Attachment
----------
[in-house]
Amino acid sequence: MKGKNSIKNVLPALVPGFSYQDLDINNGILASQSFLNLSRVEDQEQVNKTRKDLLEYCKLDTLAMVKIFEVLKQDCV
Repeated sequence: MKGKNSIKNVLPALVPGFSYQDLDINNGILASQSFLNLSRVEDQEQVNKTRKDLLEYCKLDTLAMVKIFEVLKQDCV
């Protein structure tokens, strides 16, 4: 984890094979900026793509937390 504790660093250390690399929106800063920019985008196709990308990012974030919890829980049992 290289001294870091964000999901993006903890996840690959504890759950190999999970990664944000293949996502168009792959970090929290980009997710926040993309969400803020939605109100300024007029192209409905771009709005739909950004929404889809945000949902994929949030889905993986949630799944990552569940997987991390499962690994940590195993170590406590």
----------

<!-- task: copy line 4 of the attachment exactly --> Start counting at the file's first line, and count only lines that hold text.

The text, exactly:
């Protein structure tokens, strides 16, 4: 984890094979900026793509937390 504790660093250390690399929106800063920019985008196709990308990012974030919890829980049992 290289001294870091964000999901993006903890996840690959504890759950190999999970990664944000293949996502168009792959970090929290980009997710926040993309969400803020939605109100300024007029192209409905771009709005739909950004929404889809945000949902994929949030889905993986949630799944990552569940997987991390499962690994940590195993170590406590």